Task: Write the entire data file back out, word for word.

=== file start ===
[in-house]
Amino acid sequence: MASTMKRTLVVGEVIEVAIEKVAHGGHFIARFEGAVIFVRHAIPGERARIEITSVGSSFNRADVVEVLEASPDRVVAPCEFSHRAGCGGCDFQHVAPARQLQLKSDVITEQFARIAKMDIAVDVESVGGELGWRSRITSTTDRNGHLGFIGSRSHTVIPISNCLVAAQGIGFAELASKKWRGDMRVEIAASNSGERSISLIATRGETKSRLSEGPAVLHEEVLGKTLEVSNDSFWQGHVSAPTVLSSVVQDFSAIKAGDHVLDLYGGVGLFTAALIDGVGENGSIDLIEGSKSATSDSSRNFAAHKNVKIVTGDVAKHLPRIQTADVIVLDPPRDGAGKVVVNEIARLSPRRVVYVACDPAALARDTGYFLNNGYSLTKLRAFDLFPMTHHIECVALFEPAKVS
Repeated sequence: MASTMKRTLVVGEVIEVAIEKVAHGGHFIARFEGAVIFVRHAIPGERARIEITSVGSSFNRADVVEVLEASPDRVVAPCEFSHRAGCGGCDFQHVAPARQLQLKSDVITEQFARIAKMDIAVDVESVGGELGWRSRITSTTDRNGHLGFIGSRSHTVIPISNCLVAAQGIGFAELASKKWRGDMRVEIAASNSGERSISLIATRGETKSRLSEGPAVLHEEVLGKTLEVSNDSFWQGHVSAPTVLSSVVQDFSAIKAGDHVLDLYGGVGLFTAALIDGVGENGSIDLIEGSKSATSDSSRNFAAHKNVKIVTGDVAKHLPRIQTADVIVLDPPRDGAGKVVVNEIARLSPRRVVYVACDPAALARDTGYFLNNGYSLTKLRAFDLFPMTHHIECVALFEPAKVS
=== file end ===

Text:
[in-house]
Amino acid sequence: MASTMKRTLVVGEVIEVAIEKVAHGGHFIARFEGAVIFVRHAIPGERARIEITSVGSSFNRADVVEVLEASPDRVVAPCEFSHRAGCGGCDFQHVAPARQLQLKSDVITEQFARIAKMDIAVDVESVGGELGWRSRITSTTDRNGHLGFIGSRSHTVIPISNCLVAAQGIGFAELASKKWRGDMRVEIAASNSGERSISLIATRGETKSRLSEGPAVLHEEVLGKTLEVSNDSFWQGHVSAPTVLSSVVQDFSAIKAGDHVLDLYGGVGLFTAALIDGVGENGSIDLIEGSKSATSDSSRNFAAHKNVKIVTGDVAKHLPRIQTADVIVLDPPRDGAGKVVVNEIARLSPRRVVYVACDPAALARDTGYFLNNGYSLTKLRAFDLFPMTHHIECVALFEPAKVS
Repeated sequence: MASTMKRTLVVGEVIEVAIEKVAHGGHFIARFEGAVIFVRHAIPGERARIEITSVGSSFNRADVVEVLEASPDRVVAPCEFSHRAGCGGCDFQHVAPARQLQLKSDVITEQFARIAKMDIAVDVESVGGELGWRSRITSTTDRNGHLGFIGSRSHTVIPISNCLVAAQGIGFAELASKKWRGDMRVEIAASNSGERSISLIATRGETKSRLSEGPAVLHEEVLGKTLEVSNDSFWQGHVSAPTVLSSVVQDFSAIKAGDHVLDLYGGVGLFTAALIDGVGENGSIDLIEGSKSATSDSSRNFAAHKNVKIVTGDVAKHLPRIQTADVIVLDPPRDGAGKVVVNEIARLSPRRVVYVACDPAALARDTGYFLNNGYSLTKLRAFDLFPMTHHIECVALFEPAKVS